In order for Icelandic mussel farming to grow and prosper, it is important to carry out basic research into the safety and quality of fresh Icelandic mussels that can be used by producers in marketing and selling the products. The purpose of this eighteen-month research project was to collect information on the safety and quality of mussels (Mytilus edulis) in market size (> 45 mm) grown off the coast of Iceland. A total of thirteen market-sized mussel samples were collected at four different breeding sites inland (Hvalfjörður, Breiðafjörður, Álftafjörður and Eyjafjörður) at different times of the year. Market-sized mussels were not found in Eskifjörður and this breeding site was therefore excluded from the project. Instead, samples were taken more often at the other four breeding sites than originally planned. Mussels were collected from breeding lines and time and location recorded. Weight, height and body mass were measured. The mussel was sexed and the stage of puberty was estimated in each sample. In this project, significant information was collected on nutrient content (protein, water, fat, ash) as well as bioactive substances such as selenium, zinc, carotenoids and fatty acid compositions in mussels from different cultivation sites and at different seasons. Unwanted inorganic trace elements (lead, mercury, cadmium, copper, nickel, arsenic, chromium and silver) were also measured in all samples. Work was also done on setting up and testing rapid measurement methods for measuring three types of algae toxins, ie ASP, PSP and DSP. The measurement methods were optimized against the equipment available at Matís and also measured reference samples (ie mussels with a known amount of algae toxin) to assess the quality of the measurements. Two types of rapid tests available on the market were tested to assess their performance in algae toxicity measurements in mussels. On the one hand, so-called Jellet tests were tested and on the other hand ELISA tests. The result is that both tests are relatively simple to use, however, it is necessary to test them on slightly more samples than was done here, in order to make a better assessment of how best to use them in quality control of mussel farming. It is necessary to be aware of the limitations of these rapid tests as they will not completely replace measurements by approved research methods. These tests, on the other hand, could significantly reduce the number of samples sent for approved measurements, as no samples would be sent when the pre-tests show that algae toxins are present and no mussels were allowed to be harvested. The results indicate that Icelandic mussels have an optimal nutrient composition, which is subject to natural seasonal changes. Multivariate analysis (PCA) shows that mussels contain a higher percentage of fat and protein in the spring (May and June), probably because the mussel is preparing to spawn at this time of year. In early autumn, the protein content decreases while the amount of unknown substances increases. At this time of year, spawning is complete, if not complete. The analysis also shows a weak positive correlation between protein and fat, but a strong negative correlation between protein and unknown substances. The concentration of heavy metals (mercury, lead, cadmium) was generally low, but in some cases the concentration of cadmium was higher than permitted by Icelandic and European Union regulations (1 mg / kg). It is therefore important to monitor the concentration of cadmium in Icelandic mussels before they go on the market. The results of fatty acid analysis show that Icelandic mussels contain significant amounts of the omega-3 fatty acids EPA (C20: 5n3) and DHA (C22: 6n3) as well as Palmitoleate (C16: 1n7), all of which are known for their beneficial effects on health. The results of the project show that Icelandic mussels are competitive in terms of nutrient composition and also contain positive bioactive substances. These results will undoubtedly be useful to mussel farmers in marketing presentations and planning regarding the harvesting and sale of mussel products.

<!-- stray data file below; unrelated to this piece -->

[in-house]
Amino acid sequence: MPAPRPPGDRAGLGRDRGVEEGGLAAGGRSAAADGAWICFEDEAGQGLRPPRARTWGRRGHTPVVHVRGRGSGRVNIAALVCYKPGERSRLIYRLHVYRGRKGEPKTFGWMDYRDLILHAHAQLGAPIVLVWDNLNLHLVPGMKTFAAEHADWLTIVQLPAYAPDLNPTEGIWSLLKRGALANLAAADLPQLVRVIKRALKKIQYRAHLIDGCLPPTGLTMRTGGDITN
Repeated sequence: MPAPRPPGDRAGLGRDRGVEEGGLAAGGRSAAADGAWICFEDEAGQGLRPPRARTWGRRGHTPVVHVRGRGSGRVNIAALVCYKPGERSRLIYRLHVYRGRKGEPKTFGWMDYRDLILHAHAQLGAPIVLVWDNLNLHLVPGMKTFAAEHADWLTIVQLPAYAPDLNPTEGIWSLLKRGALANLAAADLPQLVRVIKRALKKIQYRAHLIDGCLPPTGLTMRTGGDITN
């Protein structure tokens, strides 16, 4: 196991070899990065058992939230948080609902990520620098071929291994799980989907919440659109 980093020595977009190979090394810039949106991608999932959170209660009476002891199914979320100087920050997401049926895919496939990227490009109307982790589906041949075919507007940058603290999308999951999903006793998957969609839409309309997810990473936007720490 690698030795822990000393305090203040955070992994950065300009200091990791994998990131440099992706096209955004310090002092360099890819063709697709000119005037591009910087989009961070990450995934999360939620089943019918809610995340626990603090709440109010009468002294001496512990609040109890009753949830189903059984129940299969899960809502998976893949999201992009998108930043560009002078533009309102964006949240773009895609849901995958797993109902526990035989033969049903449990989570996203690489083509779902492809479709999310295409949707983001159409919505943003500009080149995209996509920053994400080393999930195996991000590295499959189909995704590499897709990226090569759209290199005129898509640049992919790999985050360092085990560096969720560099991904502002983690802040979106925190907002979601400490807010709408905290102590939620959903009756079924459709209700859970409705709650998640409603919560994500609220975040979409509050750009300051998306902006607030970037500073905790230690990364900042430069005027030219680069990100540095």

In order to enable the Icelandic blue mussel industry to grow, market and sell their product, there is a critical need to perform some fundamental studies. The purpose of this eighteen months long research project was to investigate the quality and value of Icelandic blue mussels (Mytilus edulis) grown at different growing sites of Iceland. A total of 13 samples were collected from blue mussel culture sites around Iceland (Hvalfjörður, Breiðifjörður, Álftafjörður and Eyjafjörður). The Eskifjördur sampling site was excluded from the project due to the lack of market sized blue mussels and resulted in sampling from growing lines of four different culture sites. The mussels were characterized according to location, time of year, weight, length, meat yield and reproductive status. This report summarizes the considerable amounts of data obtained regarding the chemical composition of Icelandic blue mussels, including trace metals (lead, cadmium, copper, zinc, mercury, arsenic, selenium, chrome, nickel and silver), nutrients (moisture, protein, lipid and ash content) and bioactive components (carotenoids and fatty acid profile). In addition, the presence of common algal toxins in blue mussels was investigated and concluded that further work will be needed to optimize the rapid assays tested for measuring algal toxins ie PSP and DSP toxins. The results obtained need to be further verified by using standard addition procedures or with certified reference material. It is important to keep in mind that these rapid tests for PSP and DSP only provide screening results. Further testing with reference analytical methods will be required to confirm the results from these rapid tests before the mussels are harvested and sold on market. The rapid tests are suitable for quality control and decision making regarding whether or not it is safe to harvest the mussel crop or if the mussels should be harvested later after purification in the ocean. The results obtained here indicate that Icelandic blue mussels compose well balanced nutritional and trace element levels. A moderate seasonal variation pattern was observed in all measured nutritional parameters. A principal component analysis (PCA) showed that mussels contained higher proportion of fat and protein during spring (May ‐ June). In the autumn the proportion of protein reduced while the proportion of other unknown substances increased. The PCA analysis also revealed a weak positive correlation between protein and fat and a strong negative correlation between protein and other unknown substances. Heavy metal concentrations were generally low. However, elevated levels of cadmium were measured in mussel samples from certain culture sites, which in some cases exceeded the maximum EU limits (1 mg / kg) for cadmium in bivalve molluscs. The fatty acid profile revealed significant levels of omega ‐ 3 polyunsaturated fatty acids such as Eicosapentaenoic (EPA, C20: 5n3) and Docosahexaenoic (DHA, C22: 6n3) as well as Palmitoleate (C16: 1n7), all recognized for their health beneficial effects . This fundamental information proves that Icelandic blue mussels is a market competitive product of high quality and will greatly aid in developing the Icelandic mussel industry and in making the best choices considering growing, harvesting, marketing and selling their products.